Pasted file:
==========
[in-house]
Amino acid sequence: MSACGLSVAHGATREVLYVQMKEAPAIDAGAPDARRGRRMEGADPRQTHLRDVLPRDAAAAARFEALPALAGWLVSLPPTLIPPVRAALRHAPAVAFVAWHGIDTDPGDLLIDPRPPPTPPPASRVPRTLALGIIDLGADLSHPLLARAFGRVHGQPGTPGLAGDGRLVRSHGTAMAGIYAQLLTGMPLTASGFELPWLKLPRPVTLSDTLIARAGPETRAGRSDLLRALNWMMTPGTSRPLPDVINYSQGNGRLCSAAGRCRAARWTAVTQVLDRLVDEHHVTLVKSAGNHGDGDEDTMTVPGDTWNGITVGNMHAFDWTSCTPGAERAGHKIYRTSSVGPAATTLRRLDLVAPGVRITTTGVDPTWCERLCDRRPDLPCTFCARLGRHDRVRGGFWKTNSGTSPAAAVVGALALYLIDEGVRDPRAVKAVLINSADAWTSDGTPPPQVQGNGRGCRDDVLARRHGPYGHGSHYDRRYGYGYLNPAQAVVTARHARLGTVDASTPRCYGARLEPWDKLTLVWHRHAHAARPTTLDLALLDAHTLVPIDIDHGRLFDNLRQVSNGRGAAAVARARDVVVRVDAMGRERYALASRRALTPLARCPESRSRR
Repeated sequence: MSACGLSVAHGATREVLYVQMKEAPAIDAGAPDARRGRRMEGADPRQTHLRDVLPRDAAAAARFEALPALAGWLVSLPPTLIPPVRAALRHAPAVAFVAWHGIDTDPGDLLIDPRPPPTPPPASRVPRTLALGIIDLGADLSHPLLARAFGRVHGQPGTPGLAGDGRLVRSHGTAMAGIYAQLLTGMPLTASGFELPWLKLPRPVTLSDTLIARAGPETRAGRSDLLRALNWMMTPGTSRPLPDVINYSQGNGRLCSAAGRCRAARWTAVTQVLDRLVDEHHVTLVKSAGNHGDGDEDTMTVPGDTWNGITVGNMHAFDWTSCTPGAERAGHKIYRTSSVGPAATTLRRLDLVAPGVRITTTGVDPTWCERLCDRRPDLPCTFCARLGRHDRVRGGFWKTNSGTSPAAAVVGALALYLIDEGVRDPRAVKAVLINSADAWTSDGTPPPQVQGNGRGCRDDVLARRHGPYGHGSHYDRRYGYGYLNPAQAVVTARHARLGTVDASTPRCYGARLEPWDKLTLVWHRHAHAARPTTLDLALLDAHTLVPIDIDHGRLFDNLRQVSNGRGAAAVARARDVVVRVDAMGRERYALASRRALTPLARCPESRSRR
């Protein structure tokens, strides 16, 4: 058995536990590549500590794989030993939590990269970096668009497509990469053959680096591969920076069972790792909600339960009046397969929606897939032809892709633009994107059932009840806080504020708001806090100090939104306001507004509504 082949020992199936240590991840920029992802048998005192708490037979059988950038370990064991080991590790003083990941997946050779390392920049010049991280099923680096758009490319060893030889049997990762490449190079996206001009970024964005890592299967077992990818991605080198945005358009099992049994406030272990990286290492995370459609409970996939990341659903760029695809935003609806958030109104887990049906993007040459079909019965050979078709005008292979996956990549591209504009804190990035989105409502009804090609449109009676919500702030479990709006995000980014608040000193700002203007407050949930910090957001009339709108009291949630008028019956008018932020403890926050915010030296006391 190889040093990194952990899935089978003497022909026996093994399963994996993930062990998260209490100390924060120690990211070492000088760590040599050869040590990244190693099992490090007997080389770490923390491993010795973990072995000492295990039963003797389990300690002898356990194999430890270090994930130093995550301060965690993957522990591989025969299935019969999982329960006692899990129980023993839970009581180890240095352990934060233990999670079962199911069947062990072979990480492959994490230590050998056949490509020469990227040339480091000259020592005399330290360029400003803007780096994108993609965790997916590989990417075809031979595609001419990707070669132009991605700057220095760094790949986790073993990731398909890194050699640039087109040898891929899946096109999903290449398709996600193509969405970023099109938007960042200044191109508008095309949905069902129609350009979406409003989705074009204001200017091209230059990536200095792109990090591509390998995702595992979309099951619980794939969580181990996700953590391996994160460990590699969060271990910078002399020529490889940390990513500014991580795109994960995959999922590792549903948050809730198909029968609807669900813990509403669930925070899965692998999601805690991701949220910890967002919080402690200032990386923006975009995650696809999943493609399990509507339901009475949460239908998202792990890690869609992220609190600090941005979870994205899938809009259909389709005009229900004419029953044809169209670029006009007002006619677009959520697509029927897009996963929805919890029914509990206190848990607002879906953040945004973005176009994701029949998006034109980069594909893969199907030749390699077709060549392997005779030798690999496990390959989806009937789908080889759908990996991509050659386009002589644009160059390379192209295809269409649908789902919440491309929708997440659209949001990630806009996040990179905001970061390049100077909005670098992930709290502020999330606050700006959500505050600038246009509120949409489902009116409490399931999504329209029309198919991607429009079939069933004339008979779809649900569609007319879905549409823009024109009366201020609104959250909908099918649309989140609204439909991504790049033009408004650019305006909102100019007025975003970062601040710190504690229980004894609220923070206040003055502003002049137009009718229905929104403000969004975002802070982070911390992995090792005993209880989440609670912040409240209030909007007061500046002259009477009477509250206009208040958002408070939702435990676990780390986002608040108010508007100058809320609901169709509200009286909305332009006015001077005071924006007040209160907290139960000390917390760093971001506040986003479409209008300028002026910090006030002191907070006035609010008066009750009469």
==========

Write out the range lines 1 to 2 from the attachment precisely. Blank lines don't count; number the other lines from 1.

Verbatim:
[in-house]
Amino acid sequence: MSACGLSVAHGATREVLYVQMKEAPAIDAGAPDARRGRRMEGADPRQTHLRDVLPRDAAAAARFEALPALAGWLVSLPPTLIPPVRAALRHAPAVAFVAWHGIDTDPGDLLIDPRPPPTPPPASRVPRTLALGIIDLGADLSHPLLARAFGRVHGQPGTPGLAGDGRLVRSHGTAMAGIYAQLLTGMPLTASGFELPWLKLPRPVTLSDTLIARAGPETRAGRSDLLRALNWMMTPGTSRPLPDVINYSQGNGRLCSAAGRCRAARWTAVTQVLDRLVDEHHVTLVKSAGNHGDGDEDTMTVPGDTWNGITVGNMHAFDWTSCTPGAERAGHKIYRTSSVGPAATTLRRLDLVAPGVRITTTGVDPTWCERLCDRRPDLPCTFCARLGRHDRVRGGFWKTNSGTSPAAAVVGALALYLIDEGVRDPRAVKAVLINSADAWTSDGTPPPQVQGNGRGCRDDVLARRHGPYGHGSHYDRRYGYGYLNPAQAVVTARHARLGTVDASTPRCYGARLEPWDKLTLVWHRHAHAARPTTLDLALLDAHTLVPIDIDHGRLFDNLRQVSNGRGAAAVARARDVVVRVDAMGRERYALASRRALTPLARCPESRSRR